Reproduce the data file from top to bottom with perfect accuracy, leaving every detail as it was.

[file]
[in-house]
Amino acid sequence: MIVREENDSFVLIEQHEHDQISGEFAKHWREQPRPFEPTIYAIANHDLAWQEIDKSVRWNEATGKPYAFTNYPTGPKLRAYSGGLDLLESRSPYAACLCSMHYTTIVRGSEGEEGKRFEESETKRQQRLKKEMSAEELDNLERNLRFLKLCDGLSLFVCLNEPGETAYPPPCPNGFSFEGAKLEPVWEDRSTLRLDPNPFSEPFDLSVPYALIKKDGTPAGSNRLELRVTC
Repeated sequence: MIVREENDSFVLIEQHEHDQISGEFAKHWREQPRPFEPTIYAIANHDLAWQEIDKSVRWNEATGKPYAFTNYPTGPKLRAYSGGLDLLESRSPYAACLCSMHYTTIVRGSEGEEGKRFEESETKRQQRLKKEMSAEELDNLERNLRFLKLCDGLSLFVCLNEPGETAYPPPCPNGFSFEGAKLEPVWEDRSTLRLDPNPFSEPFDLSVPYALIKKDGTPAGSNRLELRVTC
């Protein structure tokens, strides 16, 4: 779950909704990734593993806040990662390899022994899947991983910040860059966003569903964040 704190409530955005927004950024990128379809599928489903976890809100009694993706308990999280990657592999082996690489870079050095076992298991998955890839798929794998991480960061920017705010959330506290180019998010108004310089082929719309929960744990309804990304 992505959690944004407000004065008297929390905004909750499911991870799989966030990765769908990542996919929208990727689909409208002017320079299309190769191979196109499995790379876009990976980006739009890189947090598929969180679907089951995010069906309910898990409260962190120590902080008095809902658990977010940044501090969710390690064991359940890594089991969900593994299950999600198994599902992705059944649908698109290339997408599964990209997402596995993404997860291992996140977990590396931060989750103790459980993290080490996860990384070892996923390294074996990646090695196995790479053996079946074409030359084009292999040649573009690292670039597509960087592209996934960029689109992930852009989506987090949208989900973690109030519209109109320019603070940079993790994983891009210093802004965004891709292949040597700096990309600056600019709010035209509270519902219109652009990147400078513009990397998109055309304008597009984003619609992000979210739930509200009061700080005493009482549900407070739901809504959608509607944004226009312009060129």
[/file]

[in-house]
Amino acid sequence: MIVREENDSFVLIEQHEHDQISGEFAKHWREQPRPFEPTIYAIANHDLAWQEIDKSVRWNEATGKPYAFTNYPTGPKLRAYSGGLDLLESRSPYAACLCSMHYTTIVRGSEGEEGKRFEESETKRQQRLKKEMSAEELDNLERNLRFLKLCDGLSLFVCLNEPGETAYPPPCPNGFSFEGAKLEPVWEDRSTLRLDPNPFSEPFDLSVPYALIKKDGTPAGSNRLELRVTC
Repeated sequence: MIVREENDSFVLIEQHEHDQISGEFAKHWREQPRPFEPTIYAIANHDLAWQEIDKSVRWNEATGKPYAFTNYPTGPKLRAYSGGLDLLESRSPYAACLCSMHYTTIVRGSEGEEGKRFEESETKRQQRLKKEMSAEELDNLERNLRFLKLCDGLSLFVCLNEPGETAYPPPCPNGFSFEGAKLEPVWEDRSTLRLDPNPFSEPFDLSVPYALIKKDGTPAGSNRLELRVTC
């Protein structure tokens, strides 16, 4: 779950909704990734593993806040990662390899022994899947991983910040860059966003569903964040 704190409530955005927004950024990128379809599928489903976890809100009694993706308990999280990657592999082996690489870079050095076992298991998955890839798929794998991480960061920017705010959330506290180019998010108004310089082929719309929960744990309804990304 992505959690944004407000004065008297929390905004909750499911991870799989966030990765769908990542996919929208990727689909409208002017320079299309190769191979196109499995790379876009990976980006739009890189947090598929969180679907089951995010069906309910898990409260962190120590902080008095809902658990977010940044501090969710390690064991359940890594089991969900593994299950999600198994599902992705059944649908698109290339997408599964990209997402596995993404997860291992996140977990590396931060989750103790459980993290080490996860990384070892996923390294074996990646090695196995790479053996079946074409030359084009292999040649573009690292670039597509960087592209996934960029689109992930852009989506987090949208989900973690109030519209109109320019603070940079993790994983891009210093802004965004891709292949040597700096990309600056600019709010035209509270519902219109652009990147400078513009990397998109055309304008597009984003619609992000979210739930509200009061700080005493009482549900407070739901809504959608509607944004226009312009060129």